Both cameras under consideration feature an APS-C sensor and have a format factor (sometimes also referred to as "crop factor") of 1.6. Within the spectrum of camera sensors, this places the review cameras among the medium-sized sensor cameras that aim to strike a balance between image quality and portability. Both cameras have a native aspect ratio (sensor width to sensor height) of 3:2.
While the two cameras under review share the same sensor size, the 760D offers a higher resolution of 24 megapixel, compared with 17.9 MP of the 1200D. This megapixel advantage translates into a 16 percent gain in linear resolution. On the other hand, these sensor specs imply that the 760D has a higher pixel density and a smaller size of the individual pixel (with a pixel pitch of 3.72μm versus 4.31μm for the 1200D). However, it should be noted that the 760D is a somewhat more recent model (by 11 months) than the 1200D, and its sensor might have benefitted from technological advances during this time that at least partly compensate for the smaller pixel size.
For most cameras, data on sensor performance has been reported by DXO Mark. This service is based on lab testing and assigns an overall score to each camera sensor, as well as ratings for dynamic range ("DXO Landscape"), color depth ("DXO Portrait"), and low-light sensitivity ("DXO Sports"). Of the two cameras under consideration, the 760D has a markedly higher DXO score than the 1200D (overall score 7 points higher), which will translate into better image quality. The advantage is based on 0.7 bits higher color depth, 0.7 EV in additional dynamic range, and 0.3 stops in additional low light sensitivity. The table below summarizes the physical sensor characteristics and sensor quality findings and compares them across a set of similar cameras.
|Canon 1200D (⇒ rgt)||APS-C||17.9||5184||3456||1080/30p||21.9||11.3||724||63|
|Canon 760D (⇒ lft)||APS-C||24.0||6000||4000||1080/30p||22.6||12.0||915||70|
|Canon 77D (⇒ lft | rgt)||APS-C||24.0||6000||4000||1080/60p||23.6||13.3||971||78|
|Canon 1300D (⇒ lft | rgt)||APS-C||17.9||5184||3456||1080/30p||-||-||-||-|
|Canon M5 (⇒ lft | rgt)||APS-C||24.0||6000||4000||1080/60p||23.4||12.4||1262||77|
|Canon G9 X (⇒ lft | rgt)||1-inch||20.0||5472||3648||1080/60p||21.5||12.3||495||63|
|Canon 750D (⇒ lft | rgt)||APS-C||24.0||6000||4000||1080/60p||22.7||12.0||919||71|
|Canon M10 (⇒ lft | rgt)||APS-C||17.9||5184||3456||1080/30p||22.2||11.4||753||65|
|Canon G1 X Mark II (⇒ lft | rgt)||1.5-inch||13.0||4160||3120||1080/30p||21.5||10.8||581||58|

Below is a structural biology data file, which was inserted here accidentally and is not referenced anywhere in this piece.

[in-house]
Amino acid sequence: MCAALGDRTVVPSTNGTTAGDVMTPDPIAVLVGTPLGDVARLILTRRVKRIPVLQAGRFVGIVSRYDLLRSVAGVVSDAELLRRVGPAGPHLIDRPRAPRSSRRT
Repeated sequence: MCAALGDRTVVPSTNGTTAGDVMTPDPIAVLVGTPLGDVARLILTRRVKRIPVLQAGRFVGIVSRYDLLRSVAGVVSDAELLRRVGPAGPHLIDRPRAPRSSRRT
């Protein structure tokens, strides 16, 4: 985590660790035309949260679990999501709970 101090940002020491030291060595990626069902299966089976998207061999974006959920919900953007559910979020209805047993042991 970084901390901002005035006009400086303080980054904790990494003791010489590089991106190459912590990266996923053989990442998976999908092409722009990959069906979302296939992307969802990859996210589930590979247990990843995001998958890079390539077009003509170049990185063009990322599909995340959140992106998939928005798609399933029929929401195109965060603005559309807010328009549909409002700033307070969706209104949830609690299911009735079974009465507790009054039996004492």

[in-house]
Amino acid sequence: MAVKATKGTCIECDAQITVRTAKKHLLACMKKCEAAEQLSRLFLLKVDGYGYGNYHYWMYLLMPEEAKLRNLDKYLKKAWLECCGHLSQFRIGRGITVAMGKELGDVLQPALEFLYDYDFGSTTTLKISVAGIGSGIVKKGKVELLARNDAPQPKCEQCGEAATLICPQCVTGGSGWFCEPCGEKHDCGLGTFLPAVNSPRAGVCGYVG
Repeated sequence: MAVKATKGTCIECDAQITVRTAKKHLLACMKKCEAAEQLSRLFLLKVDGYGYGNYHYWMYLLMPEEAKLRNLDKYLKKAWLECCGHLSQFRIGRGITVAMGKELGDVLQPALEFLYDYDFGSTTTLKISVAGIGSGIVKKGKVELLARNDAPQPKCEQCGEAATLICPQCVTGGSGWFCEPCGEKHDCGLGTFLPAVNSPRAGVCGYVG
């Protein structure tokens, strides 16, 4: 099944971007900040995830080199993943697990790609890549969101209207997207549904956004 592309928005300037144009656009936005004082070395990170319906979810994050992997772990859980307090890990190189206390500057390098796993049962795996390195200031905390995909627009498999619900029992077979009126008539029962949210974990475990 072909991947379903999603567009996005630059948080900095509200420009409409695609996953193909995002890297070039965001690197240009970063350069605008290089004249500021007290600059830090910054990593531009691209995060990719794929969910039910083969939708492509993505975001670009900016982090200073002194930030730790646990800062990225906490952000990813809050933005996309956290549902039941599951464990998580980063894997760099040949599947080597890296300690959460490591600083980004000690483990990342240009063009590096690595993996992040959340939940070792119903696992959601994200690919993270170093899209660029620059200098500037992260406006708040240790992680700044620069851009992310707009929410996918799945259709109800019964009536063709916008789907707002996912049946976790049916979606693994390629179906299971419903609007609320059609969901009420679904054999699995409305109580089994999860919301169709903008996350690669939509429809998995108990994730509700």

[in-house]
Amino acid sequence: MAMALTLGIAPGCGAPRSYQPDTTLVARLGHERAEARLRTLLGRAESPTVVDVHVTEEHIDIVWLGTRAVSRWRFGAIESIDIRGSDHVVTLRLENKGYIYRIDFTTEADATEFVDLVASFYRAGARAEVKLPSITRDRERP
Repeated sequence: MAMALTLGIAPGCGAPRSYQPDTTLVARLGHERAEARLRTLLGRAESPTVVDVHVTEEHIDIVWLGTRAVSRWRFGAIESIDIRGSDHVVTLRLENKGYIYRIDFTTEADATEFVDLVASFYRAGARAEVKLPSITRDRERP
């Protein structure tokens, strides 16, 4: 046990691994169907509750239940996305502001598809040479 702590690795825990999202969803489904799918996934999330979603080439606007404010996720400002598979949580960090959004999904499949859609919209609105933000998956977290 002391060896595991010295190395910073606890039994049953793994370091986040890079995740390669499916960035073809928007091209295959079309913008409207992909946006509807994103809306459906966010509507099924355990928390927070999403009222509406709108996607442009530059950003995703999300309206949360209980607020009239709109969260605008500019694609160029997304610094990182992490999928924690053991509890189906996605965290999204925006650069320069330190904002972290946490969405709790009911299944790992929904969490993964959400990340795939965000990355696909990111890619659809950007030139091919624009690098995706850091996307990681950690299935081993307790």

|Canon G7 X (⇒ lft | rgt)||1-inch||20.0||5472||3648||1080/60p||23.0||12.7||556||71|
|Canon 100D (⇒ lft | rgt)||APS-C||17.9||5184||3456||1080/30p||21.8||11.3||843||63|
|Canon 700D (⇒ lft | rgt)||APS-C||17.9||5184||3456||1080/30p||21.7||11.2||681||61|
|Canon 650D (⇒ lft | rgt)||APS-C||17.9||5184||3456||1080/30p||21.7||11.2||722||62|
|Canon 600D (⇒ lft | rgt)||APS-C||17.9||5184||3456||1080/30p||22.1||11.5||793||65|
|Canon 1100D (⇒ lft | rgt)||APS-C||12.2||4272||2848||720/30p||21.9||11.0||755||62|
Many modern cameras are not only capable of taking still images, but also of capturing video footage. Both cameras under consideration are equipped with sensors that have a sufficiently high read-out speed for moving images, and both provide the same movie specifications (1080/30p).
Feature comparison: Canon 1200D vs Canon 760D
Beyond body and sensor, cameras can and do differ across a range of features. The 1200D and the 760D are similar in the sense that both have an optical viewfinder. The latter is useful for getting a clear image for framing even in brightly lit environments. The adjacent table lists some of the other core features of the Canon 1200D and Canon 760D along with similar information for a selection of comparators. If you need more detail on the specs, you can find comprehensive listings, for example, in the dpreview camera hub.
|Canon 1200D (⇒ rgt)||optical||no||3.0||460||fixed||no||4000||3.0||9.2||no|
|Canon 760D (⇒ lft)||optical||YES||3.0||1040||swivel||YES||4000||5.0||12||no|
|Canon 77D (⇒ lft | rgt)||optical||YES||3.0||1040||swivel||YES||4000||6.0||12||no|
|Canon 1300D (⇒ lft | rgt)||optical||no||3.0||920||fixed||no||4000||3.0||9.2||no|
|Canon M5 (⇒ lft | rgt)||2360||no||3.2||1620||tilting||YES||4000||9.0||5||no|
|Canon G9 X (⇒ lft | rgt)||no||no||3.0||1040||fixed||YES||2000||6.0||6||YES|
|Canon 750D (⇒ lft | rgt)||optical||no||3.0||1040||swivel||YES||4000||5.0||12||no|
|Canon M10 (⇒ lft | rgt)||no||no||3.0||1040||tilting||YES||4000||4.6||5||no|
|Canon G1 X Mark II (⇒ lft | rgt)||no||no||3.0||1040||tilting||YES||4000||5.2||6.8||YES|
|Canon G7 X (⇒ lft | rgt)||no||no||3.0||1040||tilting||YES||2000||6.5||7||YES|
|Canon 100D (⇒ lft | rgt)||optical||no||3.0||1040||fixed||YES||4000||4.9||9.4||no|
|Canon 700D (⇒ lft | rgt)||optical||no||3.0||1040||swivel||YES||4000||5.0||13||no|
|Canon 650D (⇒ lft | rgt)||optical||no||3.0||1040||swivel||YES||4000||5.0||YES||no|